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10 Facts about Zika

Rosanne Ullman | September 16, 2016 | 9:20 AM
Photo By Getty Images

The Zika virus is on everyone’s radar, and the Centers for Disease Control (CDC) is keeping a close eye on the latest developments. There is still a lot we do not know about Zika, such as how long people remain able to transmit it to others, but here’s a snapshot of what we do know, according to the CDC.

  1. There is no vaccine for Zika.
  2. Zika causes more concern than most other viruses because it is linked to birth defects. During pregnancy, a zika infection can pass from you to your baby, causing your baby to have serious problems that include microcephaly, a sign of incomplete brain development.
  3. Zika primarily spreads through infected mosquitoes These mosquitoes are aggressive and bite both in daytime and at night. 
  4. You also can get Zika from having sex with a partner who is infected with Zika—before, during and after the partner exhibits symptoms. Use a condom to prevent the transmission of Zika. Use a condom during pregnancy if you have sex with a partner who has been in an area with Zika.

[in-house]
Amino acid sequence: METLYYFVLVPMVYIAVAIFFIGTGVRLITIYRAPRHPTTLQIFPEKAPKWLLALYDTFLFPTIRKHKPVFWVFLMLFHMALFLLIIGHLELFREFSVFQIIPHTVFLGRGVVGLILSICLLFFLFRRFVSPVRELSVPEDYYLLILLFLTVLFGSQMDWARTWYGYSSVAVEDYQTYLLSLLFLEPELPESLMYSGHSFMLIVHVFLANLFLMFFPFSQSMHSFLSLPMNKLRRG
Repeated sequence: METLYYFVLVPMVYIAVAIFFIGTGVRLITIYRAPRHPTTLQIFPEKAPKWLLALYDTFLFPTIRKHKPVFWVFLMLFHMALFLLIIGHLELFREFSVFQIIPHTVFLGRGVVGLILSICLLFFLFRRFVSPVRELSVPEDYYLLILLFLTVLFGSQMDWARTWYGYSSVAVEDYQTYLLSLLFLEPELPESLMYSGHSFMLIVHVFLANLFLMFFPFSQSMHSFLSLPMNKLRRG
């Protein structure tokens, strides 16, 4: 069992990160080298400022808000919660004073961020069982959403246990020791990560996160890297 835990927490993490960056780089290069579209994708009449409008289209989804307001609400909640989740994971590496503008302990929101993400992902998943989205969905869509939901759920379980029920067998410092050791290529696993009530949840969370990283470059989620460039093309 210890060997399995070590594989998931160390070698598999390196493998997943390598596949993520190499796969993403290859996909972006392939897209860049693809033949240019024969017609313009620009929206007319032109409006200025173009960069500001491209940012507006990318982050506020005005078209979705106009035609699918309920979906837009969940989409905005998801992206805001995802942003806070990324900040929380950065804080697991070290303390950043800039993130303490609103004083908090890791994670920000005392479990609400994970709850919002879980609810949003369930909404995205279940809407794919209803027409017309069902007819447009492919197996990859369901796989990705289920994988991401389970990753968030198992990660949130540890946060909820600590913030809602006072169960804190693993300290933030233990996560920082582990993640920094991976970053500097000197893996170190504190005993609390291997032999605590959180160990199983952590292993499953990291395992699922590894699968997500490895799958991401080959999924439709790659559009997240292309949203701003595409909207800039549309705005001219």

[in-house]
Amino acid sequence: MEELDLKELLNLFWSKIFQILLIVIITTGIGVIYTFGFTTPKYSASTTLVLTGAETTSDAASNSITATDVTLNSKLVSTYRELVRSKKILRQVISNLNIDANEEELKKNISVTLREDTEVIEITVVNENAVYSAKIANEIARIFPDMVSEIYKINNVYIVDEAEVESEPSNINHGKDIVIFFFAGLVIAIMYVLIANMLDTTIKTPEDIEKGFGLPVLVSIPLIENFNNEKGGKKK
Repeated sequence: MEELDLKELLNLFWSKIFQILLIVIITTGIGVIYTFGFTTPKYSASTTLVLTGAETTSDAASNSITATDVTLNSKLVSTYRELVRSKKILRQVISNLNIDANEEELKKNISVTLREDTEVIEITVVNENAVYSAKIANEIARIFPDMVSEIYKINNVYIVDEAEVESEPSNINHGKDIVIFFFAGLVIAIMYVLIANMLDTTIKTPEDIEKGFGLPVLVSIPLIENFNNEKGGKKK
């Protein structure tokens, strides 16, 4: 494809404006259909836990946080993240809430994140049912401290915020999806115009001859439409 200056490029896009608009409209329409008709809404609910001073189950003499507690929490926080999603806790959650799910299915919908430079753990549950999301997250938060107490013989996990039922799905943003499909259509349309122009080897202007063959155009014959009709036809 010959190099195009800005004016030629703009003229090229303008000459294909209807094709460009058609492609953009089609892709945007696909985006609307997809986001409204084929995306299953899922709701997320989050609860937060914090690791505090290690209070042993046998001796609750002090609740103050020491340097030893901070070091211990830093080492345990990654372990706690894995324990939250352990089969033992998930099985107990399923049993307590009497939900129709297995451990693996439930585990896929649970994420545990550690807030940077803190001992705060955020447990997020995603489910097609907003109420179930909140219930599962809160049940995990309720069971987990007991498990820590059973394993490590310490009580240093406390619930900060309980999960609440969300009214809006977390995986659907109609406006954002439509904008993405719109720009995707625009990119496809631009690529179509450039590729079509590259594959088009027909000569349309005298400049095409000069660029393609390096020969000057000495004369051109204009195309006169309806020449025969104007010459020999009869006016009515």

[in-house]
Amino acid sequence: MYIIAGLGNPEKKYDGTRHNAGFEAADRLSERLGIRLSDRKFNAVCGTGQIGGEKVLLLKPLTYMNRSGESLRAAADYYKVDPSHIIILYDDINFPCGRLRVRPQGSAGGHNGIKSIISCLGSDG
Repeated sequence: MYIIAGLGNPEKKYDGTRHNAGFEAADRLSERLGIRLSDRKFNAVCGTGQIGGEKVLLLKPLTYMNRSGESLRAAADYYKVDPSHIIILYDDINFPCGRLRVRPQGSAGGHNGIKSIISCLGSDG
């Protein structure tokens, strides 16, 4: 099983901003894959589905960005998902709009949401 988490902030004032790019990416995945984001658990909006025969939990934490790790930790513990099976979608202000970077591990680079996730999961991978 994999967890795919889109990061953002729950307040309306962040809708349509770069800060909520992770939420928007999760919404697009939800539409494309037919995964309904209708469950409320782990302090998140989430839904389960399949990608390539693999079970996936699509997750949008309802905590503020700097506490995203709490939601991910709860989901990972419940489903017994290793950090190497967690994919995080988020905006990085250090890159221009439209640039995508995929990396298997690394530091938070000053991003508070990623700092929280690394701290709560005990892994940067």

5. The best way to prevent Zika is to prevent mosquito bites. When you go out, apply an EPA-registered insect repellent and wear long sleeves and long pants. Inside, keep screens on your windows, and remove standing water around your home.
  6. Pregnant women are advised not to travel to areas with Zika. If you live in an area with Zika or must travel there, take every precaution to prevent mosquito bites.
  7. Returning travelers infected with Zika can spread the virus through mosquito bites. During the early weeks of infection, a mosquito that bites someone with Zika can spread the virus to the people it bites next. So you can catch Zika even in areas outside the primary Zika zones.
  8. Symptoms of Zika are much like the flu or other viruses—fever, rash, joint pain, headache, muscle aches, red eyes. They last from a few days to about a week.
  9. Zika is easily diagnosed through a blood or urine test. It is treated successfully with rest, fluids and Tylenol.
  10. While Florida is the only U.S. state so far reporting locally contracted cases of Zika, all states except Alaska report cases of patients testing positively. Check the CDC U.S. map.
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